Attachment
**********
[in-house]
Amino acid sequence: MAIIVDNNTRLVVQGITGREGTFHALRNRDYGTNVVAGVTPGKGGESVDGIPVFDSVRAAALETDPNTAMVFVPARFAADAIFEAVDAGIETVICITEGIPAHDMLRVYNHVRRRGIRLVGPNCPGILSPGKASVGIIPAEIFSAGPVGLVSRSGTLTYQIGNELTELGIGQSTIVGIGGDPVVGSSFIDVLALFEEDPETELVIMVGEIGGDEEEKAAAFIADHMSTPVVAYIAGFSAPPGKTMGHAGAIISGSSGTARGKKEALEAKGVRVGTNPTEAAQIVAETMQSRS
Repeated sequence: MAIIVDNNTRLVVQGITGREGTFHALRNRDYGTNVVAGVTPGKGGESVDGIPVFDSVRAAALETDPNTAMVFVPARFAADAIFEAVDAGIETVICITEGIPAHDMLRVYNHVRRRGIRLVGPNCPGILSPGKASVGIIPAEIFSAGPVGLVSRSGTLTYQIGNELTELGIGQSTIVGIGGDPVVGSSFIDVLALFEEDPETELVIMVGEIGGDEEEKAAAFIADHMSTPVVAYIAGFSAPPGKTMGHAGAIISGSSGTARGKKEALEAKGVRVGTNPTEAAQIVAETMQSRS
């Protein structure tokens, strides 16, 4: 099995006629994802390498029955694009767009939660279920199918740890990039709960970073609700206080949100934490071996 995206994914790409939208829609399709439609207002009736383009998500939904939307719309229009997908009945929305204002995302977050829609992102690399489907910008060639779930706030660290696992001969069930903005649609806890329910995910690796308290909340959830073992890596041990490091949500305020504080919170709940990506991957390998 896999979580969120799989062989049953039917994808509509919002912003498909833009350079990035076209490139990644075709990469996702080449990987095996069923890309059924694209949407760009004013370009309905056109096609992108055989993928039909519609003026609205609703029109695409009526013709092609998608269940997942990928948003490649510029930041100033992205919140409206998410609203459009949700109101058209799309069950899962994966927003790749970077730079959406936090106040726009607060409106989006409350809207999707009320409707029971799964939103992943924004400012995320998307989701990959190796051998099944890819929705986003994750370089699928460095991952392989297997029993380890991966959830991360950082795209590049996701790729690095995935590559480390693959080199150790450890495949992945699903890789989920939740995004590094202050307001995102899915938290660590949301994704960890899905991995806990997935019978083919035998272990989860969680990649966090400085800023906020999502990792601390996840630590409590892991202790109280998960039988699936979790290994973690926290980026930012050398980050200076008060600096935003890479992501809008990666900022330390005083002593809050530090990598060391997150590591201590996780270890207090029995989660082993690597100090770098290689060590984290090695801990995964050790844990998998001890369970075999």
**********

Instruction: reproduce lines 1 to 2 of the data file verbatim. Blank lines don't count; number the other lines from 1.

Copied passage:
[in-house]
Amino acid sequence: MAIIVDNNTRLVVQGITGREGTFHALRNRDYGTNVVAGVTPGKGGESVDGIPVFDSVRAAALETDPNTAMVFVPARFAADAIFEAVDAGIETVICITEGIPAHDMLRVYNHVRRRGIRLVGPNCPGILSPGKASVGIIPAEIFSAGPVGLVSRSGTLTYQIGNELTELGIGQSTIVGIGGDPVVGSSFIDVLALFEEDPETELVIMVGEIGGDEEEKAAAFIADHMSTPVVAYIAGFSAPPGKTMGHAGAIISGSSGTARGKKEALEAKGVRVGTNPTEAAQIVAETMQSRS